It isn’t easy dealing with dominant dogs. If your dog disobeys you and growls at you when you try to correct it, don’t shout or express frustration. You have to remain calm and speak to it in a firm commanding tone.

Although it can be a daunting and challenging task to permanently change the behavior of a dominant dog, it is possible to successfully change your pet’s behavior if you remain calm and persistent at all times during any training sessions.

Potty Training a Puppy

Monday, August 24th, 2015


Potty training a puppy or housebreaking a puppy can be an easy task if you know how to do it properly. It can be easy, but also requires a lot of patience, constant monitoring of the puppy, and dedication to getting the job done while remaining loving and supportive of your new puppy.

Puppies don’t have complete control of their bladder until they reach at least 6 months of age. The more time you can spend with your new puppy, the faster your puppy will be housebroken.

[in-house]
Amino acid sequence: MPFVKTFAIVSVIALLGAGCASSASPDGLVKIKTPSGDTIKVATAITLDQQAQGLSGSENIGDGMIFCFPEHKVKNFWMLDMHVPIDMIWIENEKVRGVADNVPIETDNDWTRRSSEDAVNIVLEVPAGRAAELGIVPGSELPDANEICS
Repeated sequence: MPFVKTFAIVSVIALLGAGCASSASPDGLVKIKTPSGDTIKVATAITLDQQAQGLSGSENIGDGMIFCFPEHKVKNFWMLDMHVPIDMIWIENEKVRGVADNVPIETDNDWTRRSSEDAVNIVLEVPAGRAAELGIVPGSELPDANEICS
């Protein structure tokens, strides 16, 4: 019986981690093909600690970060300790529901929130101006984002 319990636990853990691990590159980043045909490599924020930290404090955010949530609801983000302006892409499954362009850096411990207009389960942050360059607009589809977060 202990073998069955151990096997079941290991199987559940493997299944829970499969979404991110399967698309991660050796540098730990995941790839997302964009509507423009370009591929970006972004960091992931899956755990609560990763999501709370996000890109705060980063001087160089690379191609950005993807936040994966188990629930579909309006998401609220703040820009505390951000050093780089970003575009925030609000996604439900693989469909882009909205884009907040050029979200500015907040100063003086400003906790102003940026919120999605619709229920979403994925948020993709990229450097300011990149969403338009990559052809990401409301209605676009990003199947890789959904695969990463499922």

Here are some things to consider when you start potty training a puppy:

Most puppies will let you know when they need to go. Obviously they can’t talk and are not mature enough to understand that they need to give you a “distinctive signal” when it’s time to take care of business, but if you pay close attention to your puppy you’ll learn to recognize the warning signs.

When you see your puppy repeatedly making the signs it uses when it has to go outside, act fast and immediately take your puppy to wherever you’ve chosen as the place to “do it.” When your puppy does eliminate itself, praise it and reward it with a doggy treat. The puppy will then learn to expect praise and a treat when it eliminates outside at its “toilet”.

When you’re not available to supervise your puppy, you can limit it to a specific area of your house by installing childproof “gates” to keep it confined to that area.

Try to keep your new puppy on a regular bathroom schedule. Take the puppy outside as soon as it awakens every morning and do the same every night before putting it down to bed.